Consolidated spammy countries rbl

sandrews at sandrews at
Sat Mar 3 16:33:38 CET 2007

I think we'll have to agree to disagree here.  I do see your point, from
an ISP perspective you are probably correct.  If my upstream provider
wants to block those networks at the firewall I'm completely fine with
that...down at the customer level, if my clients see no reason to accept
mail from X Y Z countries, that a useful too for them to further cut

We're just talking about an RBL here that increases score on a message.
This solution tells my mailscanner that messages from X Y Z countries
should be more suspicous.  I've got multiple RBL checks and if they hit
on 2, I call it spam.  This country list is one of them.  If your mail
is clean, it'll get through anyway.


-----Original Message-----
From: mailscanner-bounces at
[mailto:mailscanner-bounces at] On Behalf Of Hugo
van der Kooij
Sent: Saturday, March 03, 2007 9:49 AM
To: MailScanner discussion
Subject: RE: Consolidated spammy countries rbl

On Sat, 3 Mar 2007, sandrews at wrote:

> I think it's a reasonable list but probably isn't applicable to 
> everyone here.  That's one of the reasons I asked that he release his 
> code so we can implement locally and adjust the inclusion/exclusion of

> countries as we see fit.
> For the majority of my clients in the US, this list is worthwhile for 
> them, but again, YMMV.  If you've got clients that are ok with 
> blocking everything from the US, that would be reasonable too for 
> them.  The whole notion that any server should accept mail from any 
> other place and pass it along, although part of the original plan, is
long since gone.
> You, yourself have a hall of shame of poorly run networks.  Is 
> blocking them flawed by design?  I dunno, I hate the way SORBS acts in

> that you get penalized if you happen to be hosted close to poorly run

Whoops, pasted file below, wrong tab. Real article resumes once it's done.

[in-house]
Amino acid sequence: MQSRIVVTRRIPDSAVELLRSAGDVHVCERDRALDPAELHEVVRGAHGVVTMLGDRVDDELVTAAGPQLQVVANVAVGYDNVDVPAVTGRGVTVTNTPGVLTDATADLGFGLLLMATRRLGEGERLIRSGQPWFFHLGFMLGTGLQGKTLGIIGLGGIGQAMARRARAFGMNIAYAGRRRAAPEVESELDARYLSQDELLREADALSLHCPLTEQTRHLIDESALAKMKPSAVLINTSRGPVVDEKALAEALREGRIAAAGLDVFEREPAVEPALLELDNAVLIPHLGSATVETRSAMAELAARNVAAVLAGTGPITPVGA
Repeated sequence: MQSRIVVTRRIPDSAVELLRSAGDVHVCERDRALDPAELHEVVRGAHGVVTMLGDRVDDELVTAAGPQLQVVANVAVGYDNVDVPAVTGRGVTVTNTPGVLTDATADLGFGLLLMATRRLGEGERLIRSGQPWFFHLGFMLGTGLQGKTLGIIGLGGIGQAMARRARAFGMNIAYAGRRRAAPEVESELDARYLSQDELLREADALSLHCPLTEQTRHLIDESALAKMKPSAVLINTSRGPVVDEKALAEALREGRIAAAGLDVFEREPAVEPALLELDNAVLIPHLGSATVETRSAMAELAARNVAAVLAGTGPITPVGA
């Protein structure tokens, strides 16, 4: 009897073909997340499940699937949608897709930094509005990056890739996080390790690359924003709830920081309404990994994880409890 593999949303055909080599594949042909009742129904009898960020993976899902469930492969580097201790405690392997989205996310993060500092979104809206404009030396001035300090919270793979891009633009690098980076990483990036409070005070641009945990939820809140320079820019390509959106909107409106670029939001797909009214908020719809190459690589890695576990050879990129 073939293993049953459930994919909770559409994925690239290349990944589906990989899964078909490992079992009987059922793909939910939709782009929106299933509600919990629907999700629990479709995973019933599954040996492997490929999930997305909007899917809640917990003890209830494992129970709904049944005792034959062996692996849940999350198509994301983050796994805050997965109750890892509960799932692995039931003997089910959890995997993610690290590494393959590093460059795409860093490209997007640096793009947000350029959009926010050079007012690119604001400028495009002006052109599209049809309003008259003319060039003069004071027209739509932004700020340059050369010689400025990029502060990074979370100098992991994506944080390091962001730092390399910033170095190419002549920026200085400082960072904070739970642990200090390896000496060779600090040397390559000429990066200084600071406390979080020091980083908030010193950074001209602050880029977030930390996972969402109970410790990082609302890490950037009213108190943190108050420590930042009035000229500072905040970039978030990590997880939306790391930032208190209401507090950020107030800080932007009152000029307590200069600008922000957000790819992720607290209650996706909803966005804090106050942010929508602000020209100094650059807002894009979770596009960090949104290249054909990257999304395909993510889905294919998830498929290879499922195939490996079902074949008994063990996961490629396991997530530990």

> networks when they block ranges, but I guess the only thing I don't 
> like about it is the perceived extortion to get unblocked.  More and 
> more I'm of the opinion that the sheer fact I accept your mail (not 
> you specifically, but anyone) is a privilege that may be revoked at 
> any time.  I'm not militant enough to block everything and then only 
> accept upon request and application, but that day is coming for all of

> us.  80% of all email on the internet is junk and that's just freaking

Blocking based on assigned network blocks is much more accurate. In the
few listed instances it is rather clear the owner of the netblock is not
taking any action at all against problems on their network.

Country bounderies are not relevant on internet. IP delegations are.

And they are my blocking actions. You can see they are present and why. 
But I do not publish them on some RBL list.

But publishing countries in a DNS blacklist for public usage in this
totally random yes/no style is flawed by design at best.

In case of the Netherlands we have quite a bit of detection points that
alert any Dutch ISP as soon as we notice odd behaviours from any Dutch
ISP network.


 	hvdkooij at
 	    This message is using 100% recycled electrons.

 	Some men see computers as they are and say "Windows"
 	I use computers with Linux and say "Why Windows?"
 		(Thanks JFK, for the insight.)
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